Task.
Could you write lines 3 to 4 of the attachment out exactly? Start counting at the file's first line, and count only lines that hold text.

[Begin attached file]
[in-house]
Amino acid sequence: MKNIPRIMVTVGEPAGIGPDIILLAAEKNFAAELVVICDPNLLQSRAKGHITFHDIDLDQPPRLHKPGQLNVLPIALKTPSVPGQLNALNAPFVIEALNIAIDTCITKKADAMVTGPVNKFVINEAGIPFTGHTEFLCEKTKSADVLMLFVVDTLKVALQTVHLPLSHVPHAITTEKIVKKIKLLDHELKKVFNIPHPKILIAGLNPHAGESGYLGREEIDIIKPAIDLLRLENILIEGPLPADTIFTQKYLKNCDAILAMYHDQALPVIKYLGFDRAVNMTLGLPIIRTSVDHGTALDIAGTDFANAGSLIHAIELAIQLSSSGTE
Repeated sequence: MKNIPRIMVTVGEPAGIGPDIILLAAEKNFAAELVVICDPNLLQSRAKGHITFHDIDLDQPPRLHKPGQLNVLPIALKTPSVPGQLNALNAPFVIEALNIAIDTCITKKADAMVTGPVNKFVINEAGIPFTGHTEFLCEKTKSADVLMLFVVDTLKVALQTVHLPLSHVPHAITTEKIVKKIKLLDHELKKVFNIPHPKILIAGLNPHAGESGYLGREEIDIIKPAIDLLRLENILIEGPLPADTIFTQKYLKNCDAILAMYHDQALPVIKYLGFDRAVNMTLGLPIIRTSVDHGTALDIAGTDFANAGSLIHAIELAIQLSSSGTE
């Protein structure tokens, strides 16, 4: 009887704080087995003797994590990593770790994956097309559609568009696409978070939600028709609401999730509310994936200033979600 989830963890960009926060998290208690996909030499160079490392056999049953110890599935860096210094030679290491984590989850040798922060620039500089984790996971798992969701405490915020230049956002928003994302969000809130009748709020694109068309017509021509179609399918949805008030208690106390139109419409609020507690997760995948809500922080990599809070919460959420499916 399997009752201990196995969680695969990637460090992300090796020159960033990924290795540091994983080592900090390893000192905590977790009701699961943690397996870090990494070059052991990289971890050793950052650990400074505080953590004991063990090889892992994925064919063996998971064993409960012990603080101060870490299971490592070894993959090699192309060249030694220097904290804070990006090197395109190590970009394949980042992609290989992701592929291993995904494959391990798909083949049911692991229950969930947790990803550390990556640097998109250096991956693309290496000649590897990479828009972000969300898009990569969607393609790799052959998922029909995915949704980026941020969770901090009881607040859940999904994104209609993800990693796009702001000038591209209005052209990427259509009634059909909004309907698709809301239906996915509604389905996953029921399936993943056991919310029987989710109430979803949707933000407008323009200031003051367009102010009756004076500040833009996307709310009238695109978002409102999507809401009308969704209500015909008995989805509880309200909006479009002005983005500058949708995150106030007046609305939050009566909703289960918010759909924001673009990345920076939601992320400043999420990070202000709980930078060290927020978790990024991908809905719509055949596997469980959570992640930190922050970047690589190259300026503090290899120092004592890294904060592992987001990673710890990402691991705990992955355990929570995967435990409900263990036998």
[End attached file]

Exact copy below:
Repeated sequence: MKNIPRIMVTVGEPAGIGPDIILLAAEKNFAAELVVICDPNLLQSRAKGHITFHDIDLDQPPRLHKPGQLNVLPIALKTPSVPGQLNALNAPFVIEALNIAIDTCITKKADAMVTGPVNKFVINEAGIPFTGHTEFLCEKTKSADVLMLFVVDTLKVALQTVHLPLSHVPHAITTEKIVKKIKLLDHELKKVFNIPHPKILIAGLNPHAGESGYLGREEIDIIKPAIDLLRLENILIEGPLPADTIFTQKYLKNCDAILAMYHDQALPVIKYLGFDRAVNMTLGLPIIRTSVDHGTALDIAGTDFANAGSLIHAIELAIQLSSSGTE
């Protein structure tokens, strides 16, 4: 009887704080087995003797994590990593770790994956097309559609568009696409978070939600028709609401999730509310994936200033979600 989830963890960009926060998290208690996909030499160079490392056999049953110890599935860096210094030679290491984590989850040798922060620039500089984790996971798992969701405490915020230049956002928003994302969000809130009748709020694109068309017509021509179609399918949805008030208690106390139109419409609020507690997760995948809500922080990599809070919460959420499916 399997009752201990196995969680695969990637460090992300090796020159960033990924290795540091994983080592900090390893000192905590977790009701699961943690397996870090990494070059052991990289971890050793950052650990400074505080953590004991063990090889892992994925064919063996998971064993409960012990603080101060870490299971490592070894993959090699192309060249030694220097904290804070990006090197395109190590970009394949980042992609290989992701592929291993995904494959391990798909083949049911692991229950969930947790990803550390990556640097998109250096991956693309290496000649590897990479828009972000969300898009990569969607393609790799052959998922029909995915949704980026941020969770901090009881607040859940999904994104209609993800990693796009702001000038591209209005052209990427259509009634059909909004309907698709809301239906996915509604389905996953029921399936993943056991919310029987989710109430979803949707933000407008323009200031003051367009102010009756004076500040833009996307709310009238695109978002409102999507809401009308969704209500015909008995989805509880309200909006479009002005983005500058949708995150106030007046609305939050009566909703289960918010759909924001673009990345920076939601992320400043999420990070202000709980930078060290927020978790990024991908809905719509055949596997469980959570992640930190922050970047690589190259300026503090290899120092004592890294904060592992987001990673710890990402691991705990992955355990929570995967435990409900263990036998």